These are obviously the same woman, although the 2nd photo seems to be a much younger photo. This brings up the mystery of her age that arose in the post What Can the Photographer Tell Me When He’s No longer Here. The evidence on the 2nd photo about the photographer made it seem as if this photo was also around 1900. So now I am more confused than before. But it makes me wonder if that successor craziness went on more than once. I still think she looks under 35 in the 2nd photo, maybe even much younger than that.  Look at the differences in wrinkles with the first photo.

Now, if anybody has an idea on the date of that peculiar hat, it would help assign dates to these photos!

I’m very satisfied with the identity of the woman in photos one and two because I have another photo or two of her with her husband. There is no doubt.

Here is the bigger mystery. Grandpa also told me that this next photo was Aunt Carrie. I don’t see how that is possible. What do you think?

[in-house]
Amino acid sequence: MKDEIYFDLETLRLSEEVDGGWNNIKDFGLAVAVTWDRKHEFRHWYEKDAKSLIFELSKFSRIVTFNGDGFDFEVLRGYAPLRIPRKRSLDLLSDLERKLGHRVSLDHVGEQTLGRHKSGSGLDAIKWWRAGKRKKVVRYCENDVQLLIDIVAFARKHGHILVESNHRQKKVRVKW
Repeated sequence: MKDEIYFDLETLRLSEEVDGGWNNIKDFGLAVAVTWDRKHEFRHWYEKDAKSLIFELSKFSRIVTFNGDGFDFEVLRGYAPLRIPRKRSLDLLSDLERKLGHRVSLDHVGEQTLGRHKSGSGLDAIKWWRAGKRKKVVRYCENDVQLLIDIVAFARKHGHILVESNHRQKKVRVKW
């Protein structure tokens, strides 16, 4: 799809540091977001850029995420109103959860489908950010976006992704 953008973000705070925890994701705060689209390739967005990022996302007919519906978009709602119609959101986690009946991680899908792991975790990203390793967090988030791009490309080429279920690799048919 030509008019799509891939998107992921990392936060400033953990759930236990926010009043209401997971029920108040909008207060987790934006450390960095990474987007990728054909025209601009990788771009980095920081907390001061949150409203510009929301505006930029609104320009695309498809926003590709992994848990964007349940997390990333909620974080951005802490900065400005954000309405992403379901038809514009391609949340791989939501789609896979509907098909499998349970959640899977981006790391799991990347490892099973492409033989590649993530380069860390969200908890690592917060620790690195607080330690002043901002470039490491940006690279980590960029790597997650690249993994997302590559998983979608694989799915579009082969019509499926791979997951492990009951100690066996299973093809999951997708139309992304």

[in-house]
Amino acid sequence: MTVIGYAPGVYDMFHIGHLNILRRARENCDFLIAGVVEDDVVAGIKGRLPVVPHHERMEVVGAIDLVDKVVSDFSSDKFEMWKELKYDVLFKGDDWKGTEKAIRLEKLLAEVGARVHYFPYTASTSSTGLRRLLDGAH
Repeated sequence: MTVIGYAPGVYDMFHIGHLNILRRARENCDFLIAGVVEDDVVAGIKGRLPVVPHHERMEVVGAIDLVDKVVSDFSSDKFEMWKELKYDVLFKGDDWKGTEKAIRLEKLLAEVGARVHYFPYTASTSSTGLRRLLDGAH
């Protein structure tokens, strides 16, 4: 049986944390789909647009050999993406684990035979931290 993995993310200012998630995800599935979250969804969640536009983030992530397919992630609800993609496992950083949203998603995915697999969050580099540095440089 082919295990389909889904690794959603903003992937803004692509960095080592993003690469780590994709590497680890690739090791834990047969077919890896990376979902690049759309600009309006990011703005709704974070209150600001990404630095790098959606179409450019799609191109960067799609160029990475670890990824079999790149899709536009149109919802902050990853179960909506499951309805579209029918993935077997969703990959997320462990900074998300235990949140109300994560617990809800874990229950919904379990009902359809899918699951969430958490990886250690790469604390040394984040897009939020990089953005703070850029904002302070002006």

Photo #3

Is this Aunt Carrie? Or is it one of her sisters? There were Alice, Anna, Mary, and Carrie. This is not my great-great-grandmother Alice. But could it be Mary or Anna?

Here is Mary:

Photo #4

Mary Paak Remine

Mary Paak Remine

Here is Anna:

Photo #5

Annie Paak

Annie Paak

And here is Alice:

Photo #6

Alice Paak DeKorn

Can you hear me screaming? She almost looks like a sister. She looks enough like them that Grandpa called her Carrie. But who is she?

 

Read Full Post »

I’m still thinking about Alice’s terrible accident.  She died in 1908, 17 years after it happened.  I looked through my photos to see if there are any of her after the accident, and this is the best one to see that her hands did recover.

Alice Paak DeKorn with her granddaughter Alice Leeuwenhoek (born 1897)

Until I have a chance to do some work on FindAGrave for my ancestors, I am paying my respects through this blog.

Here are photos of the gravestones of Alice Paak DeKorn and Richard DeKorn.   The grave sites are at Riverside Cemetery in Kalamazoo, Michigan.

The photos were submitted to Find A Grave by “Barbara from Michigan,” and I’m indebted to her for this service.

Read Full Post »